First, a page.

Tuesday, December 4, 2012

The passing of Tiny Tug

Tuesday, December 04, 2012

In those last moments all I could do was call his name; all he could do was purr – a ritual we’d engaged in since his birth in my yard in 1999, a call and response that has tied our lives together in a way only undying love could, and here, he was dying, and I had to let him go.
No animal or human has ever attached itself to me in the way this cat has – he needing me so utterly I could not help but reciprocate: love for love, need for need, call and response.
My fingers stroked his fur even as the vet eased the needle of death in the cat’s leg, the vet searching for a vet searching for a vein that would perform this one last insult life issued before expiring.
I still called him Tiny Tug, even though I knew Big Tug, his father, had expired years ago, laying down his life in the tumble of trees behind our house, pausing on his way to death to say farewell – he like Tiny Tug’s mother, Jelly, knowing we kept sacred the one offspring of earlier litters none thought would or could survive in the wild, Jelly nudging the accident prone and troubled-breathing Tiny Tug into our doorway for safe keeping, and he, Tiny Tug, latching onto me as mother, father and best of friends, sleeping with me at night, clinging to me during by day, as if the cat expected me to expire before he did, or leave him the way his parents had, comforted – I hope – by the my voice and touch as the tender mercy of the vet’s needle too him out of this world and its worries and into that other place beyond pain and sorrow.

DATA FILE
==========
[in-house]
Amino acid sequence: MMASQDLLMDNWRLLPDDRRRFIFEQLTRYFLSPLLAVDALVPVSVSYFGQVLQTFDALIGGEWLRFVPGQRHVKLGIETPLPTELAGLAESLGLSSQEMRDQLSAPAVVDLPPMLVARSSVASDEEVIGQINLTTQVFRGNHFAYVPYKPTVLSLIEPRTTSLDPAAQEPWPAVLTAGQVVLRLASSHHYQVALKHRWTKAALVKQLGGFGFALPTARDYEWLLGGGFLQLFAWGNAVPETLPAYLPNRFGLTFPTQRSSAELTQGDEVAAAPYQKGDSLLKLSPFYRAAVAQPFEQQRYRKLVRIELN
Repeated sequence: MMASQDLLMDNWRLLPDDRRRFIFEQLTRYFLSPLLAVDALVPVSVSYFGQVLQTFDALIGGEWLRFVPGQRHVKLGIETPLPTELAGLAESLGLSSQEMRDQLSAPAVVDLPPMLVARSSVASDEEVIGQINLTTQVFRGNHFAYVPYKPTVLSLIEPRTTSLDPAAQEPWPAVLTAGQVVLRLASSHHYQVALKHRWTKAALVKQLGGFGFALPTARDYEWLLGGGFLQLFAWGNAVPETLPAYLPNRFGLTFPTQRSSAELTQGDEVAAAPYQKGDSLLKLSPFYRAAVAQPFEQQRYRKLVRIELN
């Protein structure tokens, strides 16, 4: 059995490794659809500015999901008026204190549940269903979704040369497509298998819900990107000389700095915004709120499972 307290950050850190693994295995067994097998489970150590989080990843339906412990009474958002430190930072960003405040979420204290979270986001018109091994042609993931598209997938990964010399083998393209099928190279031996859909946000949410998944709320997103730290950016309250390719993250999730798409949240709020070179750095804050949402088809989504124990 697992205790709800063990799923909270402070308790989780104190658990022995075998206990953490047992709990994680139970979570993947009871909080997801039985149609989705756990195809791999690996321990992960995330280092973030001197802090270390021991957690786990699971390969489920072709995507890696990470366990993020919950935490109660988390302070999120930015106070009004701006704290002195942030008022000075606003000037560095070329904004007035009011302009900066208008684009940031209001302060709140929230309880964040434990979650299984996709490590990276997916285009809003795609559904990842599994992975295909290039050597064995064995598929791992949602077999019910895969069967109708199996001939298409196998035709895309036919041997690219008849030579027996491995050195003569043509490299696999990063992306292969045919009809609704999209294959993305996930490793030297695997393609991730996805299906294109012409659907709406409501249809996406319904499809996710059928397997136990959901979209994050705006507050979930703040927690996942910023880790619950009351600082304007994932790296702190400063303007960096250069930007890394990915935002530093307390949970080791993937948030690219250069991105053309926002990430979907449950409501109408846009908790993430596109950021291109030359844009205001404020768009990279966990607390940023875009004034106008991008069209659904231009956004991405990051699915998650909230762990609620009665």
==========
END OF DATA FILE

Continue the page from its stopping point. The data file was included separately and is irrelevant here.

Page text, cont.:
I cried over Tiny Tug the way I had cried over my mother, knowing feel well that someone special had just departed from my life, someone the like of whom I would never meet again, and whose absence would generate a hole in my heart I could never fill until the last beat ceased and I like Big Tug, Jelly and Tiny Tug moved onto the mysterious other realm.
A day later, I still have the cat carrier in my car, and feel something contained in it, as if when leaving Tiny Tug’s body behind I carted away his soul, a spirit even now more firmly attached to me, clinging to my heard with all his claws.

1 comment:

  1. With your permission I would like to post this on our "Scoop" that we send to all our members.

    Lorma Wepner
    Hudson County Animal League
    Member of the Board